'Triple top to finish mate, and I'll give your Merc a free MOT!' Dick got the 'triple top,' so apart from taking a lot of finger-poking into his ribs there wasn't much Gary could do other than put his money where his mouth was.

What a day! Fifty quid in; wait till he tells Sireen. Scampi and chips-in-a-basket all round eh!

Dick swings the Merc into the drive. Funny, seven o'clock on a March evening and the bungalow's in darkness. Power cut? Kitchen door's open.

'Fifty quid in on Gary eh!' he chants, 'Not bad?'


Dick enters the dining room.

Sireen's there after all, sitting at the table, staring out of the window into the evening murk. In front of her is a copy of the Scarborough Evening News, but still she does not speak.

Dick leans forward, and in the gloom, he slowly traces with his finger the headline, Scarborough Pensioners in War Damage Property Compensation Windfall. It means nothing to him.


  1. A fun story with well crafted characters, many of which we get a peek at the life circumstances that molded them into who they are today. I get the feeling this was either originally a longer story, many of the words left on the editing floor, or was intended to be much longer, even a book.
    Several scenes stand out - one of which say so much while at the same time enticing a smile: 'Is Mrs Braggingham exfoliating at the moment?' asked the soft-spoken male assistant. Dick told him that his wife's periods were, 'None of his business.'
    And I always like a happy ending.
    Well done.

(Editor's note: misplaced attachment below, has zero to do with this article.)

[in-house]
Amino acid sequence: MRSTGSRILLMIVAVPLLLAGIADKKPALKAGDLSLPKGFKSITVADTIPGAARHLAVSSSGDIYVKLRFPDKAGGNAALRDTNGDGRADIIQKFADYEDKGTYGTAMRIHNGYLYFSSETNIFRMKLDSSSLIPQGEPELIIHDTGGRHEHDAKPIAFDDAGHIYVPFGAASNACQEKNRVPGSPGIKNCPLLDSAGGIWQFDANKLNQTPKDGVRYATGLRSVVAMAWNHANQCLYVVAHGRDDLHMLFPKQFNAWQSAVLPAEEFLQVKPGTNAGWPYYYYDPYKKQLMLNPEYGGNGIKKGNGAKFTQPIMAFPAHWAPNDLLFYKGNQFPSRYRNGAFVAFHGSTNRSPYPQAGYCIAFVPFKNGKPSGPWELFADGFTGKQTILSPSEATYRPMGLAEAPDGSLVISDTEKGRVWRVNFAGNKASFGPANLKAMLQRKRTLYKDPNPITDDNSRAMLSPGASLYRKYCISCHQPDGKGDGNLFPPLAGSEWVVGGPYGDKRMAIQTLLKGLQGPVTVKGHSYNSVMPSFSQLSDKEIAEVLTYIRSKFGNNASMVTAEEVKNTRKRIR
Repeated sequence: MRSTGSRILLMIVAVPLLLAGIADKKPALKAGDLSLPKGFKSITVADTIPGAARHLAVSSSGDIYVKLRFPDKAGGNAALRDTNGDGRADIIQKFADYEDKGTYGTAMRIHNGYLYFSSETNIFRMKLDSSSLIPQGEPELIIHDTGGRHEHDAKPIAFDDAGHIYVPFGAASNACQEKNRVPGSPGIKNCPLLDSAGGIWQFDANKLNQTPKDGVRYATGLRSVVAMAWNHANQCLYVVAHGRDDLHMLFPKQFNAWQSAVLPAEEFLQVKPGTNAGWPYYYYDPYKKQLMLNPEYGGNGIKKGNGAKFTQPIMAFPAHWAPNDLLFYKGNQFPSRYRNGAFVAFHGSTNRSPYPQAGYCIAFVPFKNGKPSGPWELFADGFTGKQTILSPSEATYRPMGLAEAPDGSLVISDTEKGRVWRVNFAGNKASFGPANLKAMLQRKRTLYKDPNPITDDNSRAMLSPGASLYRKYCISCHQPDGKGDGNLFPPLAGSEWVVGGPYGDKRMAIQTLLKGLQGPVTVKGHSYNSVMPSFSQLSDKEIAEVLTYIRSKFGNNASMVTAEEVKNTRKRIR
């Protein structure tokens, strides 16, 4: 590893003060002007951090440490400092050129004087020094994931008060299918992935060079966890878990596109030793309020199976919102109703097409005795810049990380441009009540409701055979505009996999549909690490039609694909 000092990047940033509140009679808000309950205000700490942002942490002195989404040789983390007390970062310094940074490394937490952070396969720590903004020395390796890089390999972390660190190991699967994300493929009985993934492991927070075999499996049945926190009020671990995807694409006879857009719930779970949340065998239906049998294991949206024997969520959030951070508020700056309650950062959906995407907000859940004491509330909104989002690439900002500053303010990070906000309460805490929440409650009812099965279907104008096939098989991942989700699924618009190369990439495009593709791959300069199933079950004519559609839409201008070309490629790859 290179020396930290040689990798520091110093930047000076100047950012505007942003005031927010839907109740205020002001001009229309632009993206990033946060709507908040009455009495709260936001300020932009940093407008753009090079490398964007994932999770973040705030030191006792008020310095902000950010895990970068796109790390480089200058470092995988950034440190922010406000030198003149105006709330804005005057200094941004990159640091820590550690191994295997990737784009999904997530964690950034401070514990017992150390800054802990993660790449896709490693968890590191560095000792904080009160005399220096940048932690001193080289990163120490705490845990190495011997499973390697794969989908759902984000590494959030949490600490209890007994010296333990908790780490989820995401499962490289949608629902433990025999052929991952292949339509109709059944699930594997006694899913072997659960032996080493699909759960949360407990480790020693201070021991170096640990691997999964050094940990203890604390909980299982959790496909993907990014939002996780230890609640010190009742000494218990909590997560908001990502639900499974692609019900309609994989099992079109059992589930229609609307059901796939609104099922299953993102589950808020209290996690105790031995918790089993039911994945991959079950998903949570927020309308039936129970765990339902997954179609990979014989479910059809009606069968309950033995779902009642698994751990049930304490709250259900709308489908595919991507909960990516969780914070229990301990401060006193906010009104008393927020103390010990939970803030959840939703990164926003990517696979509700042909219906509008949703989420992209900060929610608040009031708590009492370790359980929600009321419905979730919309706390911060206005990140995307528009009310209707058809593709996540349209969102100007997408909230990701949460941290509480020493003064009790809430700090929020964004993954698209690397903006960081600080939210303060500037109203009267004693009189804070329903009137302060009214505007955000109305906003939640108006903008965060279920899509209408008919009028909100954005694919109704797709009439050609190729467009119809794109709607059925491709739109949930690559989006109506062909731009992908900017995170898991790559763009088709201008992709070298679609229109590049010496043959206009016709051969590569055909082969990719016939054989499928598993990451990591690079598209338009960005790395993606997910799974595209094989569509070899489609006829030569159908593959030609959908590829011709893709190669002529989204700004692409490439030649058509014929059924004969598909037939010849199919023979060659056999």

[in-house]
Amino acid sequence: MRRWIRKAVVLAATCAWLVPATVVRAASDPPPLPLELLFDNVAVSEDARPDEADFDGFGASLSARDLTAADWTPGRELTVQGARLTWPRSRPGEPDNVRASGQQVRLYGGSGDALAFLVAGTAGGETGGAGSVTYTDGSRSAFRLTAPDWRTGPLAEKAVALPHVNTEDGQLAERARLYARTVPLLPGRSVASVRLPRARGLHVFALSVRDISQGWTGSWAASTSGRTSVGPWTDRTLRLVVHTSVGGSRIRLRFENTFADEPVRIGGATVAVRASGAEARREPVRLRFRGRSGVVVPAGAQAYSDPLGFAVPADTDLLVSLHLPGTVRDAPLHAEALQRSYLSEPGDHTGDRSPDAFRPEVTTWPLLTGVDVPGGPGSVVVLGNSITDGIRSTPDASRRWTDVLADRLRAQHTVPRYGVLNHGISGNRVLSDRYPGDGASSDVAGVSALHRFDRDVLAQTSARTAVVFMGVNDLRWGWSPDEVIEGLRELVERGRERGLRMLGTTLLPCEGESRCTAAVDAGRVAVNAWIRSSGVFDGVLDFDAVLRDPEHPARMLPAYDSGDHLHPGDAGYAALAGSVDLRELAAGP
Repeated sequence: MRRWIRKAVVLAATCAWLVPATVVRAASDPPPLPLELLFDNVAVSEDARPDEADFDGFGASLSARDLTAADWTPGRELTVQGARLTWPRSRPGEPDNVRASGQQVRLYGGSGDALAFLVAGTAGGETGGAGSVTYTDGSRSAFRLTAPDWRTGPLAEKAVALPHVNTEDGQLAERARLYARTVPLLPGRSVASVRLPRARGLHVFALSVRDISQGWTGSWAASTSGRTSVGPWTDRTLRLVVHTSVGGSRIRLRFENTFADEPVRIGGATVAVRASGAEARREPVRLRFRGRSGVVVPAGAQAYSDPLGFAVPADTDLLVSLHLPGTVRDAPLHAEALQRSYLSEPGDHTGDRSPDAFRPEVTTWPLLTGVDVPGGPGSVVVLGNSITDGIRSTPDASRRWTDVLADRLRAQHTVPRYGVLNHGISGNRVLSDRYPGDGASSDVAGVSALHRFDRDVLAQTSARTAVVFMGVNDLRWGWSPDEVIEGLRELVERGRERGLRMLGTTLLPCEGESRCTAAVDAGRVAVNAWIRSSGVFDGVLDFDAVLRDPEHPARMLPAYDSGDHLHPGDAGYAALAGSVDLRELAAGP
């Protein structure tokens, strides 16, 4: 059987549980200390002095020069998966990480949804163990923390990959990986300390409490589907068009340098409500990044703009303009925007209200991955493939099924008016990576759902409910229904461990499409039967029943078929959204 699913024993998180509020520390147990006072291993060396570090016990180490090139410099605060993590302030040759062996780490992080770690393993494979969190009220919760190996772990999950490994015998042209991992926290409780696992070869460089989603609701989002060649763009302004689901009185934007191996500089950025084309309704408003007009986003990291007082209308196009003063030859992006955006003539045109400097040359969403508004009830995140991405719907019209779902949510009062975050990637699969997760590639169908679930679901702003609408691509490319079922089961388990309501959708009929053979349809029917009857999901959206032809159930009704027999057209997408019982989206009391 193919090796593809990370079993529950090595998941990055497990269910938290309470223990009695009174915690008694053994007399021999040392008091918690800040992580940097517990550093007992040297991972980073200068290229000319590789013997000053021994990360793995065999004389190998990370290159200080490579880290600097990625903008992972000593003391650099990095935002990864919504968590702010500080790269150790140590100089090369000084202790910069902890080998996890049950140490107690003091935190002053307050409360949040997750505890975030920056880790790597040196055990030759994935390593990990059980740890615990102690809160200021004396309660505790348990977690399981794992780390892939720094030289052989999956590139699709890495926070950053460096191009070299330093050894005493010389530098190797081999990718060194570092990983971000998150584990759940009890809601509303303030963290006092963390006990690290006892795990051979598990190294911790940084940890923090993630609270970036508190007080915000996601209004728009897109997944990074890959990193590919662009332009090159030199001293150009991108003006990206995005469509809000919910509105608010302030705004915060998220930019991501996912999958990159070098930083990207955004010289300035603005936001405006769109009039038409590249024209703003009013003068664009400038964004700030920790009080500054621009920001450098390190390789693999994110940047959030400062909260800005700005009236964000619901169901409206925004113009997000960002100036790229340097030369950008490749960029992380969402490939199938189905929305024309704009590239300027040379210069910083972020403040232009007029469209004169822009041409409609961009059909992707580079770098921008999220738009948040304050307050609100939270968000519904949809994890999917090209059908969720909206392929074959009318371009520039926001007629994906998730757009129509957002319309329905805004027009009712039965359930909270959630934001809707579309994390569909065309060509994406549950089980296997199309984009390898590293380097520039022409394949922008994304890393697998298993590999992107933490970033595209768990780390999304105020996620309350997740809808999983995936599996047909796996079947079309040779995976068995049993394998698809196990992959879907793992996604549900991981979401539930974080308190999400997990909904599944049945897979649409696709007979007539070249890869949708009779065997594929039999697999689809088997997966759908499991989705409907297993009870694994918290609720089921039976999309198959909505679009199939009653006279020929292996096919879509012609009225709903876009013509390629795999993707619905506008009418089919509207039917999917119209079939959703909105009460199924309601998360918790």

2. Finely crafted characterisations, and a good tale told with humour and humanity - very enjoyable well done & thank you

    Ceinwen Haydon

  3. this is, for me, a welcome addition to an English comedic tradition and well deserving of its place, lovely understated humour and a story where, for the underdog, all comes good in the end

    Michael McCarthy

  4. Great counterpoint in Mefta's memories of his fears from the past and his doubts in the present. Good defining moments. Well-defined characters in a village landscape that suited them. The writing was good enough to bring the images it conjured into sharp focus, creating a feeling for the characters and a mood for the setting that didn't disappoint.

    James Shaffer

  5. Funny and interesting too... little bits of the history we vaguely remember, Uganda and WW1, which we realise still underpin the lives of some of the ordinary folk we pass in the street every day. And the nice guys win out in this case!

    Andy B

  6. Very strong story -- I like the change in perspective and how it all links together at the end. Also, you have a good ear for natural dialogue. Well done.

    Simon Hardy Butler